Local climate finance mechanism helping to fund community-prioritised adaptation

County and local governments in the drylands of Kenya, Mali, Senegal and Tanzania have established  local-level climate adaptation funds with technical support from IIED and government and non-government organisations. These funds improve their readiness to access and disburse national and global climate finance, supporting community-prioritised investments to build climate resilience.

Began 2011
Florence Crick

Senior researcher, IIED's Climate Change group

Mobilising money to where it matters
A programme of work helping to initiate a positive shift in the quantity and quality of climate finance reaching the local level to support locally-led solutions that address climate change, poverty and biodiversity loss
Divisional Adaptation Planning Committees (DAPCs) act as community focal points (Photo: Sam Greene/IIED)

Divisional Adaptation Planning Committees (DAPCs) act as community focal points (Photo: Sam Greene, IIED)

Communities in many contexts have developed their own adaptation strategies, uniquely suited to their environment, to manage climate variability and uncertainty. Over time, they have developed sophisticated, often customary, institutions that control and share resources.

Women and girls are often more vulnerable to climate extremes, however, because they don't have the same access to common resources as men. This seriously affects their income and food security in times of crisis or shortage. They are rarely involved in planning and decision making at community level and their needs often remain unmet.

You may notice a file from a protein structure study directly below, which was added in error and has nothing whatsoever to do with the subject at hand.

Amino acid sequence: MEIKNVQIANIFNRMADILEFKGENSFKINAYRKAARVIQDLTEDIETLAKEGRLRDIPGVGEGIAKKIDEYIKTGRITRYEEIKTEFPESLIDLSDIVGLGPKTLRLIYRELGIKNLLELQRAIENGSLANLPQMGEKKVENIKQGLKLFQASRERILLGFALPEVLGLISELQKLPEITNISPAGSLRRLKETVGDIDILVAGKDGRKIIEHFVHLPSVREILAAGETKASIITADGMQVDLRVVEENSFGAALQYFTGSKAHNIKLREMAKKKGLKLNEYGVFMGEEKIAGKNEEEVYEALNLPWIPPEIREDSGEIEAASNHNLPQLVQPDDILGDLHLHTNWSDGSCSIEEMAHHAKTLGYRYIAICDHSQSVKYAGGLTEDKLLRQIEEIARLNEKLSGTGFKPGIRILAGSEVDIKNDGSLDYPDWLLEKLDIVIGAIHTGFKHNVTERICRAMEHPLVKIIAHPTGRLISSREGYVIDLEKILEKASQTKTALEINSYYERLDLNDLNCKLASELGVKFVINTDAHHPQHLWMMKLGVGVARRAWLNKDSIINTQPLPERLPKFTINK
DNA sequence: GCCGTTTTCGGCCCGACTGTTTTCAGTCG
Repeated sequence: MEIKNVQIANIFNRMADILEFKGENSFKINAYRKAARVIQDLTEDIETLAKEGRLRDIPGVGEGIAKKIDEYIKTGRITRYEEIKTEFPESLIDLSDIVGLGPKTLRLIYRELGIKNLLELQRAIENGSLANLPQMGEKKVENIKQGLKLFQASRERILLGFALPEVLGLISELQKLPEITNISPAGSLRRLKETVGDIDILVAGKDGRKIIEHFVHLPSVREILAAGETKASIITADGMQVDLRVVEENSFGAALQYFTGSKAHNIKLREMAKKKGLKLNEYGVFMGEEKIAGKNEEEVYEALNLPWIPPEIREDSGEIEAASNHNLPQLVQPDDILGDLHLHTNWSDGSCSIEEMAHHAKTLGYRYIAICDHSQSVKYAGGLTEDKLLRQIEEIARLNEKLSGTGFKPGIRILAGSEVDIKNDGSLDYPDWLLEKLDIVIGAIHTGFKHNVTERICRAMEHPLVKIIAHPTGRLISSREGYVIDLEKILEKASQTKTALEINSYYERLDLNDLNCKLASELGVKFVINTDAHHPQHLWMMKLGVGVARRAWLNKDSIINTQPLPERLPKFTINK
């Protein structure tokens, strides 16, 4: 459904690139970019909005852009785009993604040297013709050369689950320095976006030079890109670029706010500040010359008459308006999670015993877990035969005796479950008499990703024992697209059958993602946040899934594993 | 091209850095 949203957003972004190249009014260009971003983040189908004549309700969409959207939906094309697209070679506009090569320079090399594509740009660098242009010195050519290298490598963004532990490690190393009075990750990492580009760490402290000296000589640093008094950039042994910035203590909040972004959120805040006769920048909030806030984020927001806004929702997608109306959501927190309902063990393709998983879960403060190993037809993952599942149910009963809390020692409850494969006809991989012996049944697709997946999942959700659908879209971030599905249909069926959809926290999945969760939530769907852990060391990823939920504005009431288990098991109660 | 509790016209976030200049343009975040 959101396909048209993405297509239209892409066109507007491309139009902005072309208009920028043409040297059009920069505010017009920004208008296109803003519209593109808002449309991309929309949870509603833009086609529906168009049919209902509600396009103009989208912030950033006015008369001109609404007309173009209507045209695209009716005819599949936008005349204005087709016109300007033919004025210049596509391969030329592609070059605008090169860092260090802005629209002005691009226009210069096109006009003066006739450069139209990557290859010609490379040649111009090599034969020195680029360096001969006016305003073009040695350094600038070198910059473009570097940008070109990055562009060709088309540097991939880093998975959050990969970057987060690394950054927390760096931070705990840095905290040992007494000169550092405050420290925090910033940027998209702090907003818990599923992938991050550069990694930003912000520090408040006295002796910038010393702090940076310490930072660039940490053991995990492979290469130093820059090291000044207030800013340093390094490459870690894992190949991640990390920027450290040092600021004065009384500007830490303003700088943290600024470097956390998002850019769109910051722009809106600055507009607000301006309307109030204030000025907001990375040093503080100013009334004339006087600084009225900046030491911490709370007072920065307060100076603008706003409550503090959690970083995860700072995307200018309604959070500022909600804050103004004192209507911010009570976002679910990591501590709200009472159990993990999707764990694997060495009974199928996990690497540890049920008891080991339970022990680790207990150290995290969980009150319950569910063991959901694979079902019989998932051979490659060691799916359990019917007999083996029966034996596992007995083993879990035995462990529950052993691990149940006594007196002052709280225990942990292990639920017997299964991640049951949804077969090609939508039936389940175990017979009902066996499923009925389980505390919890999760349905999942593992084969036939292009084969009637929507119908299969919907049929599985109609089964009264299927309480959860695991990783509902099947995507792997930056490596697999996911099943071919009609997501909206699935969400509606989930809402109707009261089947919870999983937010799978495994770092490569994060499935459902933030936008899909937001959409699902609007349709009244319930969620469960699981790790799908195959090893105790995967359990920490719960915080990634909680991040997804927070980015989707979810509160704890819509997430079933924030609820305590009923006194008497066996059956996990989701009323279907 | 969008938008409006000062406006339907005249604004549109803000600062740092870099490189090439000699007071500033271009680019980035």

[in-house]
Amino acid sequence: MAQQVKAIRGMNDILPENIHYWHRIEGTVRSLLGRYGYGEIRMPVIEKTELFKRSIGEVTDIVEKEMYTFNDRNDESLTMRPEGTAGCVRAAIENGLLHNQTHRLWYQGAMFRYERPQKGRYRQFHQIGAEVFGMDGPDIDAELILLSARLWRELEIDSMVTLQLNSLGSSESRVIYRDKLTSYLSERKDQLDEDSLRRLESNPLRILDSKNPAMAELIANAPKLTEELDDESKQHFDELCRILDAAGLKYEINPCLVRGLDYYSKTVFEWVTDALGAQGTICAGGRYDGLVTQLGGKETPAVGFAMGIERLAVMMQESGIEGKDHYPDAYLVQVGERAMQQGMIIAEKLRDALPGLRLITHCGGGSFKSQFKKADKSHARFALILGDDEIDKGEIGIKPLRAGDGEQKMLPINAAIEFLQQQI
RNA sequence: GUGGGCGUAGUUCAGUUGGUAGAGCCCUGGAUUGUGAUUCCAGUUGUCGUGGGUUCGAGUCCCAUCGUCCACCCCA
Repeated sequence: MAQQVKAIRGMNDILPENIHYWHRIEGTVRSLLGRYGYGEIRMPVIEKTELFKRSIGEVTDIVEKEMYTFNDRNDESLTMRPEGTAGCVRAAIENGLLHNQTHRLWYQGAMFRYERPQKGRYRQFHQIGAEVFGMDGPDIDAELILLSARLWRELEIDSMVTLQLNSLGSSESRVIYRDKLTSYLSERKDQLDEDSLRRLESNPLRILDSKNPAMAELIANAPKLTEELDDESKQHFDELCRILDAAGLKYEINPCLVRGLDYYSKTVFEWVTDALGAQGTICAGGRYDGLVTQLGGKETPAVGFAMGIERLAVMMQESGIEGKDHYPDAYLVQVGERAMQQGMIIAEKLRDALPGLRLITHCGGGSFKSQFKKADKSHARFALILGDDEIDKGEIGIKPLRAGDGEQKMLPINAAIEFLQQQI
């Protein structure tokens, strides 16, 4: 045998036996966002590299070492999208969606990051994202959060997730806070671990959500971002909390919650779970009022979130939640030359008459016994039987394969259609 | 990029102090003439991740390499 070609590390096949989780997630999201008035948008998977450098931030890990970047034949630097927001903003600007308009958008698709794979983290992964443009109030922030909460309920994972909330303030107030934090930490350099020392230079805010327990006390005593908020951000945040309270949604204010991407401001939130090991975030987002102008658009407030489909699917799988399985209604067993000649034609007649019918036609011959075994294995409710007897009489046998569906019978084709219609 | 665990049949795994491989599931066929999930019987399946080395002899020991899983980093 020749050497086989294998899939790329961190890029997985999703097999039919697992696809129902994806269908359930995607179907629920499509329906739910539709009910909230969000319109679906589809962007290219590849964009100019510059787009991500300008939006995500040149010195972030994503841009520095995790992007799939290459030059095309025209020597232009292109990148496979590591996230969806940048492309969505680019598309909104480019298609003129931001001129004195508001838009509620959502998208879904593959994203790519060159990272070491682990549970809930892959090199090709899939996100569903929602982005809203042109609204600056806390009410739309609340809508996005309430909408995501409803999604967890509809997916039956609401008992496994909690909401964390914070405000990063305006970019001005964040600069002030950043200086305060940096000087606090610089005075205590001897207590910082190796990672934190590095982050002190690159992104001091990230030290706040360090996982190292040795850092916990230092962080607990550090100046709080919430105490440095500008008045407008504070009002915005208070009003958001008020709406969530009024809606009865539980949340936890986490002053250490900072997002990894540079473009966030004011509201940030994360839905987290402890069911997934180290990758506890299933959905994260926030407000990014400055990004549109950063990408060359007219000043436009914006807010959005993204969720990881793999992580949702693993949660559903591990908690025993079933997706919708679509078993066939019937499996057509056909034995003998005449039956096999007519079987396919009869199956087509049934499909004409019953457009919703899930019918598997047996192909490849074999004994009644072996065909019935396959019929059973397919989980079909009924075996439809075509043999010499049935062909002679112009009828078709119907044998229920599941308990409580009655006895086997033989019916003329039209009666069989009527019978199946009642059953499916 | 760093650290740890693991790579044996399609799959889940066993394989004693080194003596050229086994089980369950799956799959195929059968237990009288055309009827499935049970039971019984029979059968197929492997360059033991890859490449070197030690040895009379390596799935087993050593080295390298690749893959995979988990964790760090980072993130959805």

But there are limits to how well communities can continue to practise adaptive livelihoods in the context of a changing climate. They need the support of an enabling environment created by government-planned adaptation.

Much sub-national and national government development planning fails to serve communities adequately where their livelihoods are based on unpredictability and variability. Planning approaches, assuming constant conditions and rigid yearly budgeting cycles, coupled with limited financial resources and autonomy, undermine local government ability to respond effectively to climate shocks, or support the highly flexible and opportunistic nature of dryland adaptive strategies.

International funding for climate adaptation, including a potential US $1billion through the Green Climate Fund, has begun to flow from developed countries to developing countries, but progress is slow.

Little of this funding is being channelled through sub-national governments to support community-prioritised adaptation projects. Specific mechanisms are needed to ensure a fairer distribution of these funds to the local level to support more vulnerable communities to adapt to climate change.

What is IIED doing?

IIED is part of a community of practice in East and West Africa testing and refining a devolved climate finance and planning mechanism, anchored in the architecture of government decentralisation and through which climate funds are reaching local communities.

The community of practice – an alliance of government and nongovernment organisations in KenyaTanzaniaMali and Senegal – is underpinned by shared principles and a common approach to channelling finance through county and local government to the local level. Below is a representation of the devolved climate finance model, and this can also be viewed on IIED's Flickr site.

a diagram of the devolved climate finance model

In Kenya, National Drought Management Authority of Kenya is driving the scale out of the devolved climate finance approach to sub-national governments nationwide, with support from the World Bank and the Swedish International Development Agency .